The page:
Isaac Winslow House

Isaac Winslow House The Isaac Winslow House, also known as the Winslow House Museum, is a mansion located in Marshfield, Massachusetts built around 1700. The house is listed on the National Register of Historic Places.History of the Isaac Winslow HouseThe Isaac Winslow House is the ancestral home of the founding family of Marshfield and was considered an avant-garde South Shore mansion.Built by Judge Isaac Winslow, the house is virtually untouched by modernization.

It has been occupied by a family of governors, generals, doctors, lawyers and judges who helped to create Marshfield and the South Shore. It survives as an example of how well-to-do landed gentry, particularly Loyalists, lived in the years prior to the American Revolutionary War.Among its occupants were General John Winslow, leader of the Massachusetts militia, who is best known for his role in the expulsion of the Acadians from Nova Scotia—an event commemorated by Longfellow in his epic poem Evangeline. His son, Isaac Winslow, was a Loyalist doctor who quarantined and inoculated many Marshfield and Duxbury residents afflicted with smallpox. Largely because of his actions, his property was not confiscated after the Revolution. Another notable occupant was the manservant Britton Hammon, who after voyaging at sea, being captured by Indians off the coast of Florida, and his subsequent escape and reconciliation with former master John Winslow, wrote his life story, becoming among the first African-Americans to have published his work in the New World.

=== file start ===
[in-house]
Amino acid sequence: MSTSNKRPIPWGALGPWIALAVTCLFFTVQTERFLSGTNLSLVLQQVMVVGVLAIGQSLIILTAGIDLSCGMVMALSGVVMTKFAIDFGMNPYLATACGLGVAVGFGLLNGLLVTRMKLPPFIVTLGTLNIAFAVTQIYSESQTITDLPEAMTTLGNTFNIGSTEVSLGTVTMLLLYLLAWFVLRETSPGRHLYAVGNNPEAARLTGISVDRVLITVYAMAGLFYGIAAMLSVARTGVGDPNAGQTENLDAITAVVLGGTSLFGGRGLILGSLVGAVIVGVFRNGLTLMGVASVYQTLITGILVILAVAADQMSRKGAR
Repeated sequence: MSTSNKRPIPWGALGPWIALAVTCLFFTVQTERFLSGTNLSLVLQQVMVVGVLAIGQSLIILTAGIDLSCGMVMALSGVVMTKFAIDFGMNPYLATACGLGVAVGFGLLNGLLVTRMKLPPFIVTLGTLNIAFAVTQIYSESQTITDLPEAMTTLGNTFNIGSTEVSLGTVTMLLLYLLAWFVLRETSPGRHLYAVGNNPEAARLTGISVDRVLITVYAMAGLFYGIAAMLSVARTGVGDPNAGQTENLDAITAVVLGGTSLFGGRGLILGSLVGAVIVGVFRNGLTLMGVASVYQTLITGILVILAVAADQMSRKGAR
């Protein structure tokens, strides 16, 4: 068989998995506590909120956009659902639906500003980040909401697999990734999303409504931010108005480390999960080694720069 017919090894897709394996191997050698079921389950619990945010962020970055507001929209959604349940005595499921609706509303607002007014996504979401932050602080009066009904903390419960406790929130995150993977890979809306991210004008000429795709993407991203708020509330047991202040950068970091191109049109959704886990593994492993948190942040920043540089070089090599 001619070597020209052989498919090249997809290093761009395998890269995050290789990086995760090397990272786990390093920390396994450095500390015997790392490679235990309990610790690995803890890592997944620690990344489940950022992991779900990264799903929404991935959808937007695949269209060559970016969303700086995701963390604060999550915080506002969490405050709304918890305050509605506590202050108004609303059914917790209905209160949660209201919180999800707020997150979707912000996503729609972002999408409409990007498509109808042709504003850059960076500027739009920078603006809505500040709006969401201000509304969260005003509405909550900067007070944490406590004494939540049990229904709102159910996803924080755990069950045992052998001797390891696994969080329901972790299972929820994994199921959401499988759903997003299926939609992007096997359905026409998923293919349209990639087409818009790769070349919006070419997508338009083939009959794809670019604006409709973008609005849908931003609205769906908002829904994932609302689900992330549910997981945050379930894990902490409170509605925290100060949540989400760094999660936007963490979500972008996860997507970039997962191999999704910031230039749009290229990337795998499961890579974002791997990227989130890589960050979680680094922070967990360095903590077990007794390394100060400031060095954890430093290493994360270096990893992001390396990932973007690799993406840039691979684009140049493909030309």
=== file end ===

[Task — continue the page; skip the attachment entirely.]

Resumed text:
Operating as usual


64 Careswell St
Marshfield, MA


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